How JustAnswer Works:
  • Ask an Expert
    Experts are full of valuable knowledge and are ready to help with any question. Credentials confirmed by a Fortune 500 verification firm.
  • Get a Professional Answer
    Via email, text message, or notification as you wait on our site. Ask follow up questions if you need to.
  • 100% Satisfaction Guarantee
    Rate the answer you receive.
Ask Dr. Gehring Your Own Question
Dr. Gehring
Dr. Gehring, Board Certified MD
Category: Medical
Satisfied Customers: 26354
Experience:  Private Practice for 20 years.Specialized in emergency care, psychosomatic diseases,sexual medicine, acupuncture.
Type Your Medical Question Here...
Dr. Gehring is online now

My Son in Law was diagnosed with Hodgkins Lymphoma in December

This answer was rated:

My Son in Law was diagnosed with Hodgkins Lymphoma in December 2009. It was quite advanced, I think it was stage 1V plus he had other symptoms as well such as nights sweats, weight loss etc.
He underwent ABVD Chemo for 9 months (every fortnight)
He went into remission in October 2010 and has been fine since up until January of this year.
In January he had a chest infection which required two cycles of antibiotics to treat. Since then he has had four more chest infections each requiring antibiotics. He has a permanent dry cough and does get a little out of breath at times.
His GP finally sent him for an X Ray a couple of weeks ago and it shows lung fibrosis. The GP say's it's probably from the chemotherapy. He is waiting for a CT scan to determine the extent of the fibrosis. His bloods are fine.
My question is; is it usual to have this diagnosis so long after treatment has ceased? I've trawled the internet but as far as I can see lung damage usually occurs during treatment or shortly after.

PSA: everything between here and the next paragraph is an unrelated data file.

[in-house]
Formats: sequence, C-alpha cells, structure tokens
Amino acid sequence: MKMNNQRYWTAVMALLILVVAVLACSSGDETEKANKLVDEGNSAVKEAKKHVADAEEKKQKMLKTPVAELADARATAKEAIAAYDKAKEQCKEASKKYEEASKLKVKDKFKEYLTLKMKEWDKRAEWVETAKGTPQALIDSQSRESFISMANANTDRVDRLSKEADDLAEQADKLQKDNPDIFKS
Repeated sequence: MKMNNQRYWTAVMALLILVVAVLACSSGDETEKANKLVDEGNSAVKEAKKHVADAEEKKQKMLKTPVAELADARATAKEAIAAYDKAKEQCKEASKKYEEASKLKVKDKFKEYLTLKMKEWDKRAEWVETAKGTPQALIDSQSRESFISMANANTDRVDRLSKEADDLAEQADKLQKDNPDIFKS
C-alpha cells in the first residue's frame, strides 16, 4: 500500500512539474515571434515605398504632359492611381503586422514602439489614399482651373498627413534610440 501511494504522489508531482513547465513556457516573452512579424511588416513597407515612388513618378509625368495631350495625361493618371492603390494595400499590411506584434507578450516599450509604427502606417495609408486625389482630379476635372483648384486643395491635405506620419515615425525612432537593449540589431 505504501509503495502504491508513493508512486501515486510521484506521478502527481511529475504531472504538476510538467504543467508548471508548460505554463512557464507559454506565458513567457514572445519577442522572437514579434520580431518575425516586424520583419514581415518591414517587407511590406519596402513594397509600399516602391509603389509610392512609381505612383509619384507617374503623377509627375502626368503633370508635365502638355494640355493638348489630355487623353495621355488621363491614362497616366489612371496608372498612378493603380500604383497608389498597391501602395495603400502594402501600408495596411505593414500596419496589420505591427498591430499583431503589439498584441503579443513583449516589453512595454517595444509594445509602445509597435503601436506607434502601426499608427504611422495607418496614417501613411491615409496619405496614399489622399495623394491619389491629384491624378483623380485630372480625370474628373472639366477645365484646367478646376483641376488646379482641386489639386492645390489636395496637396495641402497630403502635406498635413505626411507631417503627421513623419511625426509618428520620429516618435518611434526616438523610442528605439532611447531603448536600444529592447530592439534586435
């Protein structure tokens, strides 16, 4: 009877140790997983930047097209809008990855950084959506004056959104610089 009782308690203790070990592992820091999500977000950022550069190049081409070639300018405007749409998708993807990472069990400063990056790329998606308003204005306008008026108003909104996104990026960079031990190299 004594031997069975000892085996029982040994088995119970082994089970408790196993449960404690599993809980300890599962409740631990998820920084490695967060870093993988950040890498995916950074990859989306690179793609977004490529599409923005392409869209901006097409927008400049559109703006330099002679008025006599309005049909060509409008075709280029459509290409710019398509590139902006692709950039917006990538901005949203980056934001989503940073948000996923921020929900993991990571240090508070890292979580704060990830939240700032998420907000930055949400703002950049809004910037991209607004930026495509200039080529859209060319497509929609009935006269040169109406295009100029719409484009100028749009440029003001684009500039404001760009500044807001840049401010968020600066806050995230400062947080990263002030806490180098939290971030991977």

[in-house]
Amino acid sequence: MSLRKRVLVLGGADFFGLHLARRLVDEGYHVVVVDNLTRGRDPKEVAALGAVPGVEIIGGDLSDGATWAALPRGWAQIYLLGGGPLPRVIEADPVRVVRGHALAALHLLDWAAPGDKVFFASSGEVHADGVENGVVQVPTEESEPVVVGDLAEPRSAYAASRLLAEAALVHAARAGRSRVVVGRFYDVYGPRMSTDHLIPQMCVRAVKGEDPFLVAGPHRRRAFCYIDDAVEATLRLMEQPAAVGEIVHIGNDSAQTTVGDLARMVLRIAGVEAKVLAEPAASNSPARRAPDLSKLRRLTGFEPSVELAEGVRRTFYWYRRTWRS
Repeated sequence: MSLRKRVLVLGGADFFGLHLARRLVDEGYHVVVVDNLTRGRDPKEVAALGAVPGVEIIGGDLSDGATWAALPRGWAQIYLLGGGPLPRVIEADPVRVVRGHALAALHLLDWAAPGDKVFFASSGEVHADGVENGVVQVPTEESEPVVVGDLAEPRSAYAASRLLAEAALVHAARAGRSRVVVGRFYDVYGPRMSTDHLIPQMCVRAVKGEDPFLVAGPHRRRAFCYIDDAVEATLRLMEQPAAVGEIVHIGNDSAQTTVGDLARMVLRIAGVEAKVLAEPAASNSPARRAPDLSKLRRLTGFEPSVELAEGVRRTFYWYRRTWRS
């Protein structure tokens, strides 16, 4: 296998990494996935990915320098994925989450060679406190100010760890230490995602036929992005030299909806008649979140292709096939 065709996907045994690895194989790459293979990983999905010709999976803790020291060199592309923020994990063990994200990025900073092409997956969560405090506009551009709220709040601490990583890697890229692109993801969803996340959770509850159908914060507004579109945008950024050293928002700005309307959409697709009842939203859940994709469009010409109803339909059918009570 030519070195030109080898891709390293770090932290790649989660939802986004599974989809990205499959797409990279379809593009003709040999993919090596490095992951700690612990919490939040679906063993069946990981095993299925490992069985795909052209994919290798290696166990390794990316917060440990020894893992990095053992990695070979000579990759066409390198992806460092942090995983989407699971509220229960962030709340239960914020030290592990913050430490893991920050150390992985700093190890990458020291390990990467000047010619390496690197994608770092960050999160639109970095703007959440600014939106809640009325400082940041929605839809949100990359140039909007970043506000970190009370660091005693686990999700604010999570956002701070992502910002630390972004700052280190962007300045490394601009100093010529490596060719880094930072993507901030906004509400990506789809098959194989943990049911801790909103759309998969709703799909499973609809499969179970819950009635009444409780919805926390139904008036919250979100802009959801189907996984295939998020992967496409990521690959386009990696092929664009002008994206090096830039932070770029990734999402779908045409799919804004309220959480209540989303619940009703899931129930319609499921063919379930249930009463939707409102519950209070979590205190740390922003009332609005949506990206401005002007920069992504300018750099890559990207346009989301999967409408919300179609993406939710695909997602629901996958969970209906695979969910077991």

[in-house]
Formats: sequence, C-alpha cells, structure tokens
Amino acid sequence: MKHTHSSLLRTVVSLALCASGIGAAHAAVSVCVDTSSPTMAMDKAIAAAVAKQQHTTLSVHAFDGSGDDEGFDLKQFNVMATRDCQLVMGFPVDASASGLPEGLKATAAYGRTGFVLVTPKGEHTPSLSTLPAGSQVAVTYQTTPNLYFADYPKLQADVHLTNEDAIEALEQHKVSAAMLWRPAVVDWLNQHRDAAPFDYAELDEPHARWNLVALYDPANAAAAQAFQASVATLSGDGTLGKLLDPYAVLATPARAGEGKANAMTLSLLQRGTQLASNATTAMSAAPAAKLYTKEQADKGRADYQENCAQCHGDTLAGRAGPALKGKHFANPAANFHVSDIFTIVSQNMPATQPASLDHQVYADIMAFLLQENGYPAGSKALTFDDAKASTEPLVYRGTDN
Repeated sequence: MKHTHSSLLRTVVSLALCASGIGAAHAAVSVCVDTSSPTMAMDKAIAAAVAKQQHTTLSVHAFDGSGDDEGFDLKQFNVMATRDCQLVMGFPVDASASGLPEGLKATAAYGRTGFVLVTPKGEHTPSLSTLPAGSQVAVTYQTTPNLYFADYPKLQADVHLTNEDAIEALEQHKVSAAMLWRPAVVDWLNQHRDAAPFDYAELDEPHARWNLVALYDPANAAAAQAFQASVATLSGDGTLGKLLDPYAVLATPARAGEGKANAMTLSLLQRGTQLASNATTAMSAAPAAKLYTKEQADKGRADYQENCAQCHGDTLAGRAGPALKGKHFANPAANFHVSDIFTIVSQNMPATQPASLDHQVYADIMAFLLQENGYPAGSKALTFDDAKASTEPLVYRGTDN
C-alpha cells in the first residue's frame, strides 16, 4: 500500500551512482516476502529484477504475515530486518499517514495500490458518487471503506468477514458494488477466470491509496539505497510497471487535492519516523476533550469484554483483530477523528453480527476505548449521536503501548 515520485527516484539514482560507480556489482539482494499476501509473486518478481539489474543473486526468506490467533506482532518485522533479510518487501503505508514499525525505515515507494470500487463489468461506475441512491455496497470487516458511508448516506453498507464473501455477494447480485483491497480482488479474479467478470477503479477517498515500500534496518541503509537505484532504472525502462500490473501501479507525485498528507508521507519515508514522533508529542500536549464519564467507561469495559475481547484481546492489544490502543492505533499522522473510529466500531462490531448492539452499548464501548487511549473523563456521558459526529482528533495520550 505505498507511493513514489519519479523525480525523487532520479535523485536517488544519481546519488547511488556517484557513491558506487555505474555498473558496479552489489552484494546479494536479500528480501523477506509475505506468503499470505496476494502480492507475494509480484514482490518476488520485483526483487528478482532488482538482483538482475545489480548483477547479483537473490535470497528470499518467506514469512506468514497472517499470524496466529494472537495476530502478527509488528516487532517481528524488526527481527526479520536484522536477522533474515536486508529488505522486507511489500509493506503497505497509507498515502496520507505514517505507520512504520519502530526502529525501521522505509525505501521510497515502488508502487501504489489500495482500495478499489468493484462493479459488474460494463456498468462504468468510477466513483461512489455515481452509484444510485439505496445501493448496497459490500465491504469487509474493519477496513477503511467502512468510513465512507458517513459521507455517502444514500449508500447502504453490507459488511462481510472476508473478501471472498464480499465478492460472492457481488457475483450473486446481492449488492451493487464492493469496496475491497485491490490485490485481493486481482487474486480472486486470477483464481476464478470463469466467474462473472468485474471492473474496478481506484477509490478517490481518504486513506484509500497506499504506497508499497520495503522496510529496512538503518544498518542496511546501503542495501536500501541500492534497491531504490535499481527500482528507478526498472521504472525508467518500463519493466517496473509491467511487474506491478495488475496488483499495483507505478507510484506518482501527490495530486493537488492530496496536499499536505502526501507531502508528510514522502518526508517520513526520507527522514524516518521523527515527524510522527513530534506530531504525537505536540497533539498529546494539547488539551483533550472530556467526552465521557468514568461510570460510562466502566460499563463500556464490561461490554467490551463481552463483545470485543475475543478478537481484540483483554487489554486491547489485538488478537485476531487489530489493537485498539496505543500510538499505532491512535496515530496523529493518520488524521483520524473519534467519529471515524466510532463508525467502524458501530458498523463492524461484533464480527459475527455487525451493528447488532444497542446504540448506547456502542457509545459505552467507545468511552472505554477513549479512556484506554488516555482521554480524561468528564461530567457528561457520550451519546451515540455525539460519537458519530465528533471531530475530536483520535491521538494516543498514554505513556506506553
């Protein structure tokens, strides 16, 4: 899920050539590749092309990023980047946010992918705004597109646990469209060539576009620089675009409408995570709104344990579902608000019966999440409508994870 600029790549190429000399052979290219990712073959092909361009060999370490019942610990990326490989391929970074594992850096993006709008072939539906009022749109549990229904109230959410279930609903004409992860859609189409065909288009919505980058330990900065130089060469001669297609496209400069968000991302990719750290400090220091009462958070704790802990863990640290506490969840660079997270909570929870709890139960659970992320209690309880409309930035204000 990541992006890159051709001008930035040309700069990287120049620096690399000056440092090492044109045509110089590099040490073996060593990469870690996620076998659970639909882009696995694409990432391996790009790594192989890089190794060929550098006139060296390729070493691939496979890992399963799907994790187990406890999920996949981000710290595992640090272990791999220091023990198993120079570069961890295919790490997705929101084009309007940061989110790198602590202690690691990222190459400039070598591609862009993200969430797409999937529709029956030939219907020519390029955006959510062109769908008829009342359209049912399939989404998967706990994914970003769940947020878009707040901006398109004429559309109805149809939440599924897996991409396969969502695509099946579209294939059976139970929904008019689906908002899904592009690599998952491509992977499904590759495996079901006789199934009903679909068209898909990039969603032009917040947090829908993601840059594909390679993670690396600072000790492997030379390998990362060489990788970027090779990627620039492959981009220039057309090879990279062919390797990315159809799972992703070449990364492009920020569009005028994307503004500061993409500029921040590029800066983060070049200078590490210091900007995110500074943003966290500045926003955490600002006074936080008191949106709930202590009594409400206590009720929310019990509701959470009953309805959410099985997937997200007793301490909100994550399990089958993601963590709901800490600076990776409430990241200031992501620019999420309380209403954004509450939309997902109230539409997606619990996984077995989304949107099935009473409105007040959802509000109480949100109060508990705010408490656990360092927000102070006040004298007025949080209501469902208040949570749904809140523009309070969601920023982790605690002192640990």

I know there are many different types of lung fibrosis and we won't know for sure what is going on until he has the CT scan but I wonder is this damage likely to be progressive?
It certainly seems progressive at the moment which isn't fitting in with the chemo related fibrosis. Or is it, I'm not sure.
Can you advise
Many Thanks
Jan Hill

Hi there, Welcome to Justanswer! I am Dr. Hoellering and pleased to help you. If your son in law didn't have radiation, I don't thing that this lung fibrosis is related to the chemotherapy. I's necessary to check out viral, bacterial or fungal infections. A good reason to develop a fibrosis would be the exogen allergic alveolitis, an issue you get from contact with birds, but from frequent air conditioning as well. You can stop the fibrosis from getting worse by medication (anti inflammation, anti bronchial constriction), but you unluckily cannot reverse it. I wish your son in law the very best!

Dr. Gehring and 5 other Medical Specialists are ready to help you